Unbeknownst to both Alvie and Ray, the oil company executives who were at the depot earlier in the year were back in town. They were gathered in a suite at the Regency Motor Lodge, watching the evening KTOV news with half-empty glasses of Jack Daniel’s. As Ramond Beckford was speaking, they looked at each other with surprise and then with wonderment. This guy was the answer to their prayers. They wouldn’t have to deal with that uppity black wheeler-dealer – that Moses Harrell with the phony toothy smile. Raymond Beckford was just the one they needed in office to help them get the land they wanted and the permits to do whatever they wanted.

Money began being quietly fed into the “Raymond Beckford For County Exec / I’m One of You” campaign. First came a smattering of personal checks, and soon a steady number of larger corporate checks. More than a few times, an oversized man in a leather coat wearing dark sunglasses and his thick bodyguard stepped down from a black Escalade in front of Raymond’s law office to drop off an attache case full of cash. “Just make sure it’s spent the right way” was all that they growled when handing it over.

The college students who had collected the petition signatures, along with their friends, were campaigning door-to-door, inspired perhaps by the Beckford message, but spurred on by Alvie’s cash-per-visit policy. Lawn signs were put up all over the county. Posters were stapled onto telephone poles. And when banners were plastic-tied to chainlink fences around closed businesses and nailed to bare plywood boards covering the windows of foreclosed houses, that shrewd message was proving to have a visceral effect on eligible voters.

The television producer took a leave to become their media consultant. Money was plowed into television and radio spots, into billboards and direct mailing and polling. As the money poured in, Alvie discovered that he had a talent for keeping multiple sets of financial records. Of double- and triple-billing. Of skimming. Of hiding contributions. Of inflating costs. Of inventing imaginary costs. Of making it appear as if all of the money that came in – every red cent – was being spent on the campaign to elect Raymond Beckford.

It was a monetary and media blitz. Moses Harrell didn’t know what had hit him. By the time Big Mo got rolling, he was ahead by only nine points, with his lead narrowing, in the polls commissioned and publicized by the Beckford campaign.

The effect Alvie and his brother had on the electorate was far from pretty. If a visitor or newcomer were looking on, he wouldn’t have been privy to the darker, polarizing undercurrents. It wasn’t only the matter of the big money funneled into Raymond Beckford’s campaign versus the many smaller contributions that had funded Moses Harrell in the past. It wasn’t only the environmental issue of fracking versus clean water and public health. It wasn’t just the brash upstart versus the proven, popular politician. There was more.

There was the black and white issue. The pretentious-sounding black man, the ex-football star, Moses Harrell, versus the plain-speaking white underdog who was campaigning with the mantra “I am one of you.” Everyone knew what that meant. Also, there were the innuendos and gossip about Big Mo’s never-acknowledged and never-proven homosexuality – a big concern still in this conservative section of the country and especially among the county’s black church-going constituents. While Moses Harrell was out campaigning with his longtime political associates and hangers-on – all male – Raymond Beckford was parading his newly-made-over wife, who was acquiring a taste for the attention that she was receiving talking to and smiling in front of her adoring, fawning citizens.

People were feeling it. People were responding. And the Raymond Beckford campaign was steamrollering anything in its path.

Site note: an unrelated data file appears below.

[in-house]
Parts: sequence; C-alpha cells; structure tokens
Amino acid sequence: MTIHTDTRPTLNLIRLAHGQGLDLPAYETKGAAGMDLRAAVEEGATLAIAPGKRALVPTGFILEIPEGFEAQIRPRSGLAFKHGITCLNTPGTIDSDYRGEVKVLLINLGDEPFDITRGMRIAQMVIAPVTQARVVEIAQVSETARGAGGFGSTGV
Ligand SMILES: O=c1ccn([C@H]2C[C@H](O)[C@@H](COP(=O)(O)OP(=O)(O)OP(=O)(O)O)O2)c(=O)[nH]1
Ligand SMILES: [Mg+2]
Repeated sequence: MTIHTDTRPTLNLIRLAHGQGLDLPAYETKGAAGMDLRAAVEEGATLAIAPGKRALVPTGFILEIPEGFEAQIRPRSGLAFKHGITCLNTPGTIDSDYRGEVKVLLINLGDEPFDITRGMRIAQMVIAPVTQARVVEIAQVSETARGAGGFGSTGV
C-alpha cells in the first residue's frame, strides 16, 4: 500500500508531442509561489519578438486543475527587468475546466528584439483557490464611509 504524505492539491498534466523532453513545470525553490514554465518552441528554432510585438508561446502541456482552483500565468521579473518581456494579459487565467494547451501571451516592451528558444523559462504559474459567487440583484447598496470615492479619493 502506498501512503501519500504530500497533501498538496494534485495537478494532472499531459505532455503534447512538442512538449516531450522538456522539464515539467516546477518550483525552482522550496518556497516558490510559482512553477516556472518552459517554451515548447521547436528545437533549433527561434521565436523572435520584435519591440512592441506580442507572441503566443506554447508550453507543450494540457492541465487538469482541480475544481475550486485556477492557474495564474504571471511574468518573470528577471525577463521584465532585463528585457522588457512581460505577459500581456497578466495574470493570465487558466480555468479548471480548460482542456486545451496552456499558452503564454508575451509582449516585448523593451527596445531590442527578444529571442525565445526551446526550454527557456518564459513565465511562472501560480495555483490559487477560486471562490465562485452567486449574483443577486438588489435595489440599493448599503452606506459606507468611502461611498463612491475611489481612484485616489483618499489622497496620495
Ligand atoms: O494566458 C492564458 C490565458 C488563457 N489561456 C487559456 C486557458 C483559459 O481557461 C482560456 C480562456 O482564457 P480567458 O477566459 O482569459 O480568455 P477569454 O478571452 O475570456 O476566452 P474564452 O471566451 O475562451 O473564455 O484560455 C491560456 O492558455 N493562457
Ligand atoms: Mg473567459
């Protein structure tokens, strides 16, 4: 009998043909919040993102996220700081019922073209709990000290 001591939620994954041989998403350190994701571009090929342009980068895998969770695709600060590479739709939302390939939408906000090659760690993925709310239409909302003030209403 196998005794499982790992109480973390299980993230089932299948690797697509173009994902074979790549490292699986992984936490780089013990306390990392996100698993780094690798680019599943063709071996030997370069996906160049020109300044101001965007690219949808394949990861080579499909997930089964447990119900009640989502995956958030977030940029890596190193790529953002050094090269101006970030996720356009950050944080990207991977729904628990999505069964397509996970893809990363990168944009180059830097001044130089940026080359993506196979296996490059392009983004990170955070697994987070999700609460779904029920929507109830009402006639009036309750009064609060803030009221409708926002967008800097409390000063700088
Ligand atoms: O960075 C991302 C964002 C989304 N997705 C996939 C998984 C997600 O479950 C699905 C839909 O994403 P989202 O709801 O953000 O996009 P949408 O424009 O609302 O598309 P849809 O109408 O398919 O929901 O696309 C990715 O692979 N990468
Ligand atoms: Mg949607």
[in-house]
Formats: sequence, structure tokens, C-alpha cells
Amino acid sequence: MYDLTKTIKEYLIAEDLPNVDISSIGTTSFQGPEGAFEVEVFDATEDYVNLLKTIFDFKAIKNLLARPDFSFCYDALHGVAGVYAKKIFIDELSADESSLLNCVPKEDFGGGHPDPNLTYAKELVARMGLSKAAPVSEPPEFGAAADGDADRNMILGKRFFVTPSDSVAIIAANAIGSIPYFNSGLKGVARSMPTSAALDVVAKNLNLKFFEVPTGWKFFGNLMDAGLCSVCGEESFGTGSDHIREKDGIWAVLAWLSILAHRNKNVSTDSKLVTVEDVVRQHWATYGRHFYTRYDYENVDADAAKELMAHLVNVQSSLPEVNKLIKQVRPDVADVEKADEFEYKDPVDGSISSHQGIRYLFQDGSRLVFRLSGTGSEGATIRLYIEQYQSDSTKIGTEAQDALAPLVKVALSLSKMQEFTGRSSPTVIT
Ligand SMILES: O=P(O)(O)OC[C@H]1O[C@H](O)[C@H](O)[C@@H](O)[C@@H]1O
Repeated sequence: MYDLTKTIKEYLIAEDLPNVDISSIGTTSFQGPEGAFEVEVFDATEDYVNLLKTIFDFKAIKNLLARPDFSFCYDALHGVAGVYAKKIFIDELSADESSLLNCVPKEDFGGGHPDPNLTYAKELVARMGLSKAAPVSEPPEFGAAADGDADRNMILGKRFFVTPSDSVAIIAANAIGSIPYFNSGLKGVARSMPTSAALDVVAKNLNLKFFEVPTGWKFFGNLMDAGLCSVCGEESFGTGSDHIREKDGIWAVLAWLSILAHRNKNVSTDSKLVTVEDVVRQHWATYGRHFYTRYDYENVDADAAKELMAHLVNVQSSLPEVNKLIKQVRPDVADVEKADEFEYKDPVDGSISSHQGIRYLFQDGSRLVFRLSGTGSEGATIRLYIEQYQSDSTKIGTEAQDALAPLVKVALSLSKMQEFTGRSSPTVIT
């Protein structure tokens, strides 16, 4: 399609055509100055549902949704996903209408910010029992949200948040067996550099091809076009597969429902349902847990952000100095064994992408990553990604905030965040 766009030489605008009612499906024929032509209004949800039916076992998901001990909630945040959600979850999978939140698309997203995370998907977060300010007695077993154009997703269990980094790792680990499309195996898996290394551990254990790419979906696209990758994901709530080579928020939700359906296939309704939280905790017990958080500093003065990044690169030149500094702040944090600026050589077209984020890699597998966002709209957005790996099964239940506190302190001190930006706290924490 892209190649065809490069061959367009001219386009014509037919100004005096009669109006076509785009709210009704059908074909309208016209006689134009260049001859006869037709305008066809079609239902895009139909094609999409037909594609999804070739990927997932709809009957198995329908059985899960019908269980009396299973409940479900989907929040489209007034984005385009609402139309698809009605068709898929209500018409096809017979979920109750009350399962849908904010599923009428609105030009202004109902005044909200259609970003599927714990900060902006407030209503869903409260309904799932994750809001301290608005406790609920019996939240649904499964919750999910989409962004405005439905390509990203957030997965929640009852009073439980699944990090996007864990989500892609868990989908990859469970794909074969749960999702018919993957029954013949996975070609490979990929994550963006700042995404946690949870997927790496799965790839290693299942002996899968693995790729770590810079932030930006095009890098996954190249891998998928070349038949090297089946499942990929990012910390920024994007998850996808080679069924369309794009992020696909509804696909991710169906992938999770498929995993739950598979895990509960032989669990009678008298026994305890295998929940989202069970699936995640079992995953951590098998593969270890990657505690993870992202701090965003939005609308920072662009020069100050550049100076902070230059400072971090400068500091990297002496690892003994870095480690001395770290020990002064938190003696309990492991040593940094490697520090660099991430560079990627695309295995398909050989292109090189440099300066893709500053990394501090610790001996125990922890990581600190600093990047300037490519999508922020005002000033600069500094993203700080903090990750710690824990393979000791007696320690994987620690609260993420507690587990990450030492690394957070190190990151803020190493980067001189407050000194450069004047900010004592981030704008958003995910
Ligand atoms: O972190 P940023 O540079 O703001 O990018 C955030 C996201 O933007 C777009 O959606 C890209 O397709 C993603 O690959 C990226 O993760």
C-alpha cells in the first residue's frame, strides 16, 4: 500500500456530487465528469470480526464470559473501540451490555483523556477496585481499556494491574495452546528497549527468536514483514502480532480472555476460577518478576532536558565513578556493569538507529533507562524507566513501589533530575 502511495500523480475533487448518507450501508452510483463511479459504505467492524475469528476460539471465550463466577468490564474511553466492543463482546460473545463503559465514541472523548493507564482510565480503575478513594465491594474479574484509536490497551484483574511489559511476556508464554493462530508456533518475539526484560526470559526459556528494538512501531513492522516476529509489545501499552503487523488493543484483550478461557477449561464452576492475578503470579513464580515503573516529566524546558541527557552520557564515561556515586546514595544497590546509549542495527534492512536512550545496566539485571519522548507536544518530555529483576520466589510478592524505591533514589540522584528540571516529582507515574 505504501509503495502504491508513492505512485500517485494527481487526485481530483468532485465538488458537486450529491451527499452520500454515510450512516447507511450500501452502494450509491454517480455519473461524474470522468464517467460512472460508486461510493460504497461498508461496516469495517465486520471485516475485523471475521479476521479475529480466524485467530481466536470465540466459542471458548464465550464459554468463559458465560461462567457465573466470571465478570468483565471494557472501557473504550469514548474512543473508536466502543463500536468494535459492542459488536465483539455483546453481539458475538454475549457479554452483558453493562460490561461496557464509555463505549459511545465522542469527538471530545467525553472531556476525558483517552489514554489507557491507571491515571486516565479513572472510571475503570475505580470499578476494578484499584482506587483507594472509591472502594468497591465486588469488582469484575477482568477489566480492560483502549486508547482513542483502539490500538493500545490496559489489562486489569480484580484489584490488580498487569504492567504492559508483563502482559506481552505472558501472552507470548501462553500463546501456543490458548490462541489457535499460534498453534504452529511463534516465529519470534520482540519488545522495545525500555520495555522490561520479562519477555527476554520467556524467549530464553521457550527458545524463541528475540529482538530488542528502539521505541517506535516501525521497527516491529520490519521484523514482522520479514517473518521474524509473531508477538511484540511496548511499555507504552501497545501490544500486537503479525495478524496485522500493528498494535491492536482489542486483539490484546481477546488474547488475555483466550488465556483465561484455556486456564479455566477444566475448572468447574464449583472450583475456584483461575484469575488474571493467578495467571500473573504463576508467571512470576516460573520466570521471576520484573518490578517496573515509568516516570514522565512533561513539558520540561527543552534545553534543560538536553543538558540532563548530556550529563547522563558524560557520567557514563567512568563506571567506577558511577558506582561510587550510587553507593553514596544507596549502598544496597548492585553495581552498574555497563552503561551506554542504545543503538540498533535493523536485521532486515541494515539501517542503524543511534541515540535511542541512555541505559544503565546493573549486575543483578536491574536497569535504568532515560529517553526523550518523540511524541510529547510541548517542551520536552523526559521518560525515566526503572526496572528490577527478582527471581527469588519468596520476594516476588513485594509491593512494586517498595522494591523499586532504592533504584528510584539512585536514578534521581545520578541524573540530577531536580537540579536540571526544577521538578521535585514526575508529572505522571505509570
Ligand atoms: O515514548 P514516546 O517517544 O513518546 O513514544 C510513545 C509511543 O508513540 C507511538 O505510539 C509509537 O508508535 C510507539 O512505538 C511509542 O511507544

= = = = =

On a Sunday evening a month before the election, after a hectic weekend of food-tasting, hand-shaking and baby-kissing, Alvie and Ray were sitting alone in Ray’s law office – command central, they called it – tuned in to the ten o’clock KTOV news. Each was sipping from a bottle of imported beer. It was the first time in days that they were away from their consultants and their associates, all of whom were costing them plenty – often twice or three times over, according to Alvie’s creative accounting practices – and their many enthusiastic, loving and well-paid “volunteers.”

“And now for local news. According to the latest State University poll, incumbent County Executive Moses Harrell and challenger Raymond Beckford are in a statistical dead heat – plus or minus several percentage points for error, of course. The undeniable upward trend for the challenger in the upcoming election might prove to be the upset of the century.” Ray reached for the remote, clicked off the television, and turned to his brother.

“What the fuck, Alvie? I’m not supposed to win this. What are you doing out there?”

“They love you, Ray. You’re saying the right things. You’re talking to, you’re talking for your people. You’re one of them.”

“Don’t treat me like an idiot. You know as well as I do what that means.”

“So what do you wanna do? Quit the race? I’ve already squirreled away over one point two mill. And half of it is yours.”

“How the hell’ve you done that?” Ray raised his hands. “No, wait, Alvie. I don’t want to know.”

“‘I don’t want to know,’ you say. We’re in this together, big brother. So don’t be a chicken shit.”

Ray took a long swig. Swallowed. Sighed. “Listen carefully so you’ll understand. I do not want to win this. I cannot win this. We cannot win this. If I win, we’ll both be going to jail even before I take office.”

Alvie laughed, then abruptly stopped. “We’ve been doing so great. It’s like once the ball was rolling, if you catch my drift. And the money, well it’s like taking candy from a baby.”

“Damn it! Would you stop it! It’s my life. And yours, too. Don’t you get it?”

“Jesus. Ray-Ray. I’m sorry. I got so carried away.”

And another thing. Cut out the Ray-Ray bullshit. I’ve had enough of that, too. From now on, it’s Raymond. Or Ray. Got it?”

“Okay, Ray. I got it.”

Raymond took a deep breath, let it out. “So I’m even in the polls and I’m on a goddam upward trend. Alvie, how are we gonna turn the tide? What the hell are we going to do?”

Up to the beginning of the story
Rev 12 / January 10, 2011
-- Appeared in Grassroot Reflections Issue 18, February 2011

Up to the beginning of the story

January, 2011…Copyright © 2011, Lloyd B. Abrams